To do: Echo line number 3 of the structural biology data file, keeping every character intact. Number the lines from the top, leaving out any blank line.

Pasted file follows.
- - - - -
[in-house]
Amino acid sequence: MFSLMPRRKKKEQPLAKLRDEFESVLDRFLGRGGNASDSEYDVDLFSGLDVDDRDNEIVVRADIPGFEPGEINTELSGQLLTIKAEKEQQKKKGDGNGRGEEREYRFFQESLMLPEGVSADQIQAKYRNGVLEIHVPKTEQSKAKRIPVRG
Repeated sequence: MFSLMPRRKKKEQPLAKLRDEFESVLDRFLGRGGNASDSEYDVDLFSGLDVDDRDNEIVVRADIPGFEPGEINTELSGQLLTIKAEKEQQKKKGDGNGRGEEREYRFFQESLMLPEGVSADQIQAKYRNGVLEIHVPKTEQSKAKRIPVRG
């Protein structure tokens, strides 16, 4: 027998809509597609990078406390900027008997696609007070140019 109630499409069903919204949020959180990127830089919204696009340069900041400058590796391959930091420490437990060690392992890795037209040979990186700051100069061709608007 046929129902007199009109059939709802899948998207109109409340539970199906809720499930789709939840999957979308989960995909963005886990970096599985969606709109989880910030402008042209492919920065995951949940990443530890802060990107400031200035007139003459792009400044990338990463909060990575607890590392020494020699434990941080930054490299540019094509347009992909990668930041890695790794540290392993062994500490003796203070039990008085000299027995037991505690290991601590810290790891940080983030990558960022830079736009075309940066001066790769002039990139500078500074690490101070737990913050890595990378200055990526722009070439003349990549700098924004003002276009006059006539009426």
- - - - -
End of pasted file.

Repeated sequence: MFSLMPRRKKKEQPLAKLRDEFESVLDRFLGRGGNASDSEYDVDLFSGLDVDDRDNEIVVRADIPGFEPGEINTELSGQLLTIKAEKEQQKKKGDGNGRGEEREYRFFQESLMLPEGVSADQIQAKYRNGVLEIHVPKTEQSKAKRIPVRG